Insights Court of Justice of European Union finds that withdrawal of consent for inclusion of contact details in telephone directories by a subscriber constitutes “right to erasure” under GDPR


Belgian telecoms operator Proximus NV provides two Belgian electronic directories, and, and two directory enquiry services, 1207 and 1307. Proximus includes the contact details of its own subscribers as well as those from other telecoms operators in those directories. It also passes the contact details on to other directory providers.

A subscriber to another telecoms operator in Belgium called Telenet, which does not provide directories but gives its subscriber contact details to other operators, including Proximus, complained to the Belgian Data Protection Authority (DPA) when his contact details were included in Proximus’s directories and directory enquiry services despite him having contacted Proximus directly via its website asking for his details not to be included.

The DPA found in favour of the complainant and ordered Proximus to comply with the personal data processing rules under the GDPR. Proximus appealed to the Belgian Court of Appeal, which asked the CJEU whether Articles 12(2) and 2(f) of the Privacy Directive (2002/58/EC) read in conjunction with Article 95 of the GDPR (2016/679/EU) meant that a national supervisory authority (NSA) must gain a subscriber’s consent pursuant to the GDPR in order to publish contact details in directories in the absence of national legislation to the contrary.

The CJEU found that informed consent from a subscriber is necessary for publication of his or her personal data in a public directory. This extends to any subsequent processing of his/her personal data by third-party undertakings active in the directory enquiry services and directories markets, provided that such processing pursues the same purpose.

Consent requires a “freely given, specific, informed and unambiguous” indication of the data subject’s wishes in the form of a statement or of “a clear affirmative action” signifying agreement to the processing of his/her personal data. However, such consent does not require that on the date on which it is given, the data subject is necessarily aware of the identity of all providers of directories which will process his or her personal data.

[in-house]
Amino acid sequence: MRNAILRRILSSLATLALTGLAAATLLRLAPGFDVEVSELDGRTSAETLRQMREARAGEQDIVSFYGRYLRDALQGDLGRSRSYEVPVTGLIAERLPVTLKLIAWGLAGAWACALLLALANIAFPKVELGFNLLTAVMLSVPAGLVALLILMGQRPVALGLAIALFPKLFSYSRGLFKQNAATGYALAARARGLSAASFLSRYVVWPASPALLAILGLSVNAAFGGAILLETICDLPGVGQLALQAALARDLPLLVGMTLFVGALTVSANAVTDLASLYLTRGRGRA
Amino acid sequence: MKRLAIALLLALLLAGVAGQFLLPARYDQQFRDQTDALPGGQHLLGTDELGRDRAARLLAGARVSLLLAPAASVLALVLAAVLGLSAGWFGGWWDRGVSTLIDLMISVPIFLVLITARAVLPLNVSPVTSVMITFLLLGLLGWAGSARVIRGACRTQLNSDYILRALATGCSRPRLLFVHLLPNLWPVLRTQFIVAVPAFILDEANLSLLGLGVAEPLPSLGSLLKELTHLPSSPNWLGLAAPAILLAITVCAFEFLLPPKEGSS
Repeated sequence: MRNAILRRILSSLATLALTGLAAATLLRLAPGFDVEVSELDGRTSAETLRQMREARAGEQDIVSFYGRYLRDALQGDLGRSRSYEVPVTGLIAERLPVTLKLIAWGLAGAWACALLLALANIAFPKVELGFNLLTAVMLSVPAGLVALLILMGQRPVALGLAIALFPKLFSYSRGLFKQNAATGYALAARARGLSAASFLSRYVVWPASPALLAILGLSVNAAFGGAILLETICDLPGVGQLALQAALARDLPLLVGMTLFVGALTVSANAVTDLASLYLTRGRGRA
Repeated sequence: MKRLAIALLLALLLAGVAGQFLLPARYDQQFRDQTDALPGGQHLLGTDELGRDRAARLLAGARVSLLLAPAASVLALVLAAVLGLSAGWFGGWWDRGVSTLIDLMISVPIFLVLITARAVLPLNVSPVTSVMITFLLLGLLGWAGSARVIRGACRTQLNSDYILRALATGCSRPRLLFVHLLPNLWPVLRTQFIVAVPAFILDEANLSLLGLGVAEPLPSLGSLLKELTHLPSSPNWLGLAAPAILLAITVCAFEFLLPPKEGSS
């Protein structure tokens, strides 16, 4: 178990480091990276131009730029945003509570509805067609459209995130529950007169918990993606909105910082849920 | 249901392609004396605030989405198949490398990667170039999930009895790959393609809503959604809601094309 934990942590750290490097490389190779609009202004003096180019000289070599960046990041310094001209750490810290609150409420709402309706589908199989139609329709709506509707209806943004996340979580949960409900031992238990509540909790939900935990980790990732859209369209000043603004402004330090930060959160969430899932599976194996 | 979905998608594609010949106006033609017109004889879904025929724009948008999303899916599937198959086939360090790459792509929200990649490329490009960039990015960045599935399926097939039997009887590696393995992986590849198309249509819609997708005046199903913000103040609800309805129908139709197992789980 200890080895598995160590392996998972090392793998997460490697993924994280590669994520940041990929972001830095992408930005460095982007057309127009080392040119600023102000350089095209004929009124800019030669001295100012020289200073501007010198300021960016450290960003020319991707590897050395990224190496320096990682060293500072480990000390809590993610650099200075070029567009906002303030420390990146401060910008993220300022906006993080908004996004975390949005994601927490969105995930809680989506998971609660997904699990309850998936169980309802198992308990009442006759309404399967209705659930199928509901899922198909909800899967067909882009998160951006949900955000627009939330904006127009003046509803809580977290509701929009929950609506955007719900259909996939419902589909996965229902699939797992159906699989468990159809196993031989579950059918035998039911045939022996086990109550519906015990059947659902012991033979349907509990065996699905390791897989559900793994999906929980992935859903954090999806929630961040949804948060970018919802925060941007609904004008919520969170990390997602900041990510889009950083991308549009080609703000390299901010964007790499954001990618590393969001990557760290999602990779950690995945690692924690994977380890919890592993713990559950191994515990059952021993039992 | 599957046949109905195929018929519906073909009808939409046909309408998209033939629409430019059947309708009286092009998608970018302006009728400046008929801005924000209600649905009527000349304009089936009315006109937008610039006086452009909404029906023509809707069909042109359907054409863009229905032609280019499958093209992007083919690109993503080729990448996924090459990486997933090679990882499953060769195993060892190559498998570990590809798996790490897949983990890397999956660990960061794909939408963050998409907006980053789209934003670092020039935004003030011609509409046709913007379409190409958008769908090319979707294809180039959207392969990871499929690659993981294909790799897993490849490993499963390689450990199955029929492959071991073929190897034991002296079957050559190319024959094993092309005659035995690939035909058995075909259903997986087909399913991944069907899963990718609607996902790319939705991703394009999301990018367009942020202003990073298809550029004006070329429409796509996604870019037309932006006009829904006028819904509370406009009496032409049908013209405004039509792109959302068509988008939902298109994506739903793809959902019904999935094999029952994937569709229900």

The CJEU also said that subscribers must be able to withdraw their personal data from directories. Further, any request from a subscriber to have his or her data withdrawn comes under the “right to be forgotten” under Article 17 of the GDPR.

The CJEU also confirmed that a controller of personal data such as Proximus must, by means of appropriate technical and organisational measures, inform other directories providers that the data subject’s consent has been withdrawn. The controller must also ensure that the telephone service operator that communicated the personal data to it is informed so that that operator amends the list of personal data that it automatically forwards to directories providers. Where, as in the present case, the various controllers rely on a single consent, the data subject only has to notify one of the controllers the withdrawal of his/her consent.

Lastly, the CJEU held that a controller such as Proximus is required under the GDPR to ensure that reasonable steps are taken to inform search engine providers of the request for erasure of personal data from the subscriber. (Case C-129/21 Proximus NV v Gegevensbeschermingsautoriteit EU:C:2022:833 (27 October 2022) — to read the judgment in full (in French) click here. To read the press summary in full (in English), click here.